Office 2013 Preview Edition To Be Included in Windows RT Devices

Confirming rumors, Microsoft said in a blog post Thursday that a free "preview" version of Office Home and Student 2013 RT will come preinstalled on Windows RT ARM-based devices.

While Microsoft will not have a final version of Office 2013 ready for Windows RT by the time Windows 8 reaches general availability on Oct. 26, the preinstalled preview version will be upgradeable to the finished product within a few months' time afterward.

Office Home and Student 2013 RT will feature Excel, OneNote, PowerPoint and Word applications. The suite will be provided preinstalled on ARM-based devices running Windows RT at no additional cost, according to a Microsoft spokesperson.

"Office Home & Student 2013 RT is included with the Windows RT device. No separate purchase is required," the spokesperson explained via an e-mail.

Microsoft also confirmed that Office Home and Student 2013 RT will run on the "Desktop" side of Windows RT. It's a confusing point first outlined in February by Steven Sinofsky, president of the Windows Division. Microsoft has two user interface (UI) sides to its WinRT platform underlying Windows 8 (for x86/x64 hardware) and Windows RT (for ARM hardware). The Desktop side of the operating system runs with a Windows 7-like UI, while the "Metro" side has a flatter, full-screen UI appearance, optimized for touch. Press accounts have claimed that only Microsoft applications have access to the Desktop side of the Windows RT operating system, which is mostly devoted to running Metro or "Modern" or "Windows Store" apps. (According to an article by veteran Microsoft reporter Mary Jo Foley, Microsoft is changing its Metro nomenclature to "Windows Store," but the specifics of the name switch are still a little hazy.)

A "preview," in Microsoft's parlance, tends to be beta test software. However, Microsoft is promising that those who buy Windows RT machines with the Office Home and Student 2013 RT preview preinstalled will get a free upgrade to the final product "starting in early November through January," depending on language-version availability. The upgrade, which will take place automatically, will depend on the device having Wi-Fi connectivity, according to Microsoft's announcement.

Office 2013 Limitations
The Office 2013 for Windows RT product will have some limitations compared with Microsoft's x86/x64 Windows 8-based cousins. Microsoft's blog confirmed that Office 2013 for Windows RT won't support macros or add-ins, as previously rumored.

Microsoft provided the following list indicating the features that Office 2013 for Windows RT does not support:

  • "Macros, add-ins, and features that rely on ActiveX controls or 3rd party code such as the PowerPoint Slide Library ActiveX control and Flash Video Playback
  • "Certain legacy features such as playing older media formats in PowerPoint (upgrade to modern formats and they will play) and editing equations written in Equation Editor 3.0, which was used in older versions of Office (viewing works fine)
  • "Certain email sending features, since Windows RT does not support Outlook or other desktop mail applications (opening a mail app, such as the mail app that comes with Windows RT devices, and inserting your Office content works fine)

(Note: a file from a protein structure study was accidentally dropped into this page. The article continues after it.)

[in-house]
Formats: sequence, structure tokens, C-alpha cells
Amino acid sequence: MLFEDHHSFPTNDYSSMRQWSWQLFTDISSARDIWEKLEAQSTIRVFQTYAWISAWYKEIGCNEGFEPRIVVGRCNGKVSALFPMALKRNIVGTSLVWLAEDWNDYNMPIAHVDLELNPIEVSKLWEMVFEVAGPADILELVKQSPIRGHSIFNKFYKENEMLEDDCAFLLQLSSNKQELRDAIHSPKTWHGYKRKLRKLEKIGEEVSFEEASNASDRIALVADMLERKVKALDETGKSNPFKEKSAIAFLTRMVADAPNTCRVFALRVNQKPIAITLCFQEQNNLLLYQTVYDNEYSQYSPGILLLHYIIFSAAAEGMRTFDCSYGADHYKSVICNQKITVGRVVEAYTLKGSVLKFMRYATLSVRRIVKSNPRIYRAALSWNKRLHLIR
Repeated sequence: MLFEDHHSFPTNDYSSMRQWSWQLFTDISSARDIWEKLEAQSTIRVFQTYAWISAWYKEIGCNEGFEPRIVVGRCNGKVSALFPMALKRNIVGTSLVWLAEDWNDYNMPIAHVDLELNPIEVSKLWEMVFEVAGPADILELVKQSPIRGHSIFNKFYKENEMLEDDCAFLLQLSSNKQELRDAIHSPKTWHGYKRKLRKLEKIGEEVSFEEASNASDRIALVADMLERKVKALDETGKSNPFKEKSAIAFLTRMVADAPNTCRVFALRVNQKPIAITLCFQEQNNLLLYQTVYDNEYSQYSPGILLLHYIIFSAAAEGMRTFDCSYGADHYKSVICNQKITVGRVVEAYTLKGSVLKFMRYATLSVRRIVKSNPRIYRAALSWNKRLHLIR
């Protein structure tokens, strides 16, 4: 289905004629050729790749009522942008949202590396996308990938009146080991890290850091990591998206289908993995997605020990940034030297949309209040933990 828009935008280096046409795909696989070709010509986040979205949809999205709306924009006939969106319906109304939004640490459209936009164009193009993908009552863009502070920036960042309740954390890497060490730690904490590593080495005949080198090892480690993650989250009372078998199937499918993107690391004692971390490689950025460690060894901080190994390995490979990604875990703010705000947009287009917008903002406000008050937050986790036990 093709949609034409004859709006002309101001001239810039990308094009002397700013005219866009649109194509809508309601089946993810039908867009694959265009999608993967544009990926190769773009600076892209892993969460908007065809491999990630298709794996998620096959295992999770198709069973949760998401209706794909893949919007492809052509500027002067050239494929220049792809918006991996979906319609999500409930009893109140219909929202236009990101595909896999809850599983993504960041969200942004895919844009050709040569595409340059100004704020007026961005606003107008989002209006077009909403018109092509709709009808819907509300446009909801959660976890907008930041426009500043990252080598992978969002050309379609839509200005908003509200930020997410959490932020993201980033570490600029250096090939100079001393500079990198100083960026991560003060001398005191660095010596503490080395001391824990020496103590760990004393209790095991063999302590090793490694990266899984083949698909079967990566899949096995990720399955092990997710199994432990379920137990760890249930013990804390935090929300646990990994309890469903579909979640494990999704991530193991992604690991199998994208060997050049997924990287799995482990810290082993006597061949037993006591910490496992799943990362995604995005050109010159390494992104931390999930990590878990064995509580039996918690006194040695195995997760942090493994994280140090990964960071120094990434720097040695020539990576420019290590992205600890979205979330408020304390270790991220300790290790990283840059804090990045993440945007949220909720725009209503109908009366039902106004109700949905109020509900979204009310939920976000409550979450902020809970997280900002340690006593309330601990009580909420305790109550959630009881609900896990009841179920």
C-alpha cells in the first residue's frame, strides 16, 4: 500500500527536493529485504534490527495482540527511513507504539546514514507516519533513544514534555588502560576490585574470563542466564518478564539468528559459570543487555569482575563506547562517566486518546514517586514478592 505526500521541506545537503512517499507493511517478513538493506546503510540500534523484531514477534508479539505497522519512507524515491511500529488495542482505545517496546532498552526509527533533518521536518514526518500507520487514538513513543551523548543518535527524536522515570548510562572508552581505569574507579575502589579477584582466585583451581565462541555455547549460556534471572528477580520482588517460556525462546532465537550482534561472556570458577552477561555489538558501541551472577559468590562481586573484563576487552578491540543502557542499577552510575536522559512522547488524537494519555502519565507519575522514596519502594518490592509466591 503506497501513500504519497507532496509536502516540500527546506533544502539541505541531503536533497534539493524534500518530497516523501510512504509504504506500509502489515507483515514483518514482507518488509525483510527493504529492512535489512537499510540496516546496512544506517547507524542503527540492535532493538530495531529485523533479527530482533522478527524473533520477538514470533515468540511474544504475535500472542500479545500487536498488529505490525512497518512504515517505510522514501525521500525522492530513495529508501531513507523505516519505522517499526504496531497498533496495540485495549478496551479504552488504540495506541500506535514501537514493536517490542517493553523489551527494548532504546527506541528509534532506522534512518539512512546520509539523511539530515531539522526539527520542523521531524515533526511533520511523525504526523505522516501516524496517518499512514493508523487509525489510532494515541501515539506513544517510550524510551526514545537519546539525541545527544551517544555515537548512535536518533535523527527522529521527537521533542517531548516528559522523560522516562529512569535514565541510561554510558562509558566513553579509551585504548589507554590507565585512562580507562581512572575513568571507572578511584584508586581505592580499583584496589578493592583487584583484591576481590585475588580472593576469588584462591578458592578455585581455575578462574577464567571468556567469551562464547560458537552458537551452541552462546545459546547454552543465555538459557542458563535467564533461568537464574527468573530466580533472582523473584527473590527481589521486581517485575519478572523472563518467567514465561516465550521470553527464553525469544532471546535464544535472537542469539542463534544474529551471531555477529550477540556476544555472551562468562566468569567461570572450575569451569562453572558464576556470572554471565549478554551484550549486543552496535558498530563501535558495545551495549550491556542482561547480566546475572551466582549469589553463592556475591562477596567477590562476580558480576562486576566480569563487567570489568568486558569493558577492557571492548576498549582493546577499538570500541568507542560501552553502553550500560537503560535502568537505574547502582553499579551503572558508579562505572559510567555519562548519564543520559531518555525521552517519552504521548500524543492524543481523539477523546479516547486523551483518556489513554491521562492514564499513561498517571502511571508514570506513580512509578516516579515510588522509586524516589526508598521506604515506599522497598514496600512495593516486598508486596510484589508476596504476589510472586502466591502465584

• "Creating a Data Model in Excel 2013 RT (PivotTables, QueryTables, Pivot Charts work fine)
  • "Recording narrations in PowerPoint 2013 RT
  • "Searching embedded audio/video files, recording audio/video notes, and importing from an attached scanner with OneNote 2013 RT (inserting audio/video notes or scanned images from another program works fine)."

Also out of the picture is running Visual Basic for Applications on Office 2013 for Windows RT, according to the Microsoft spokesperson. Microsoft's Outlook mail client won't run on Windows RT devices at all. Instead, Windows RT users have access to a mail app that comes with the OS.

Optimized for Touch
Microsoft claims that Office for Windows RT and Office for Windows 8 are built from the same code base. The differences in functionality exist because Microsoft has optimized Office 2013 for Windows RT to save power on mobile devices, to save space on solid-state hard drives and to optimally support a touch-based UI, according to Microsoft's explanation in its announcement.

Microsoft rewrote its OneNote and the Lync client applications "from scratch" to accommodate the new touch UI in Windows 8. However, the other Office applications, such as the mouse-driven Excel, PowerPoint and Word, were just modified to support the touch UI, according to an Office Next blog post explanation.

The only true Metro-style Office application that's currently available for testing is OneNote MX. Microsoft released an Office 2013 "customer preview" test version for x86/x64 Windows 8 machines back in July.

The Office Next blog post also cautions that while Microsoft's next-generation Office release will be touch enabled on Windows 7 machines, the experience won't be as good as on Windows 8. The touch improvements on Windows 8 include bigger buttons, better responsiveness and improved speed.

Windows RT devices will available on the market starting around the same time that Windows 8 for x86/x64 devices is generally available, which Microsoft has announced will be October 26. Microsoft doesn't sell its Windows RT operating system in boxed retail editions, so availability depends largely on when Microsoft's hardware partners will have their tablets and devices ready. Original equipment manufacturers that are currently building Windows RT devices include Asus, Dell, Lenovo and Samsung, according to an August announcement by Mike Angiulo, vice president of Microsoft's ecosystem and planning team.

Microsoft has promised that its own Surface Windows RT device will ship near Oct. 26.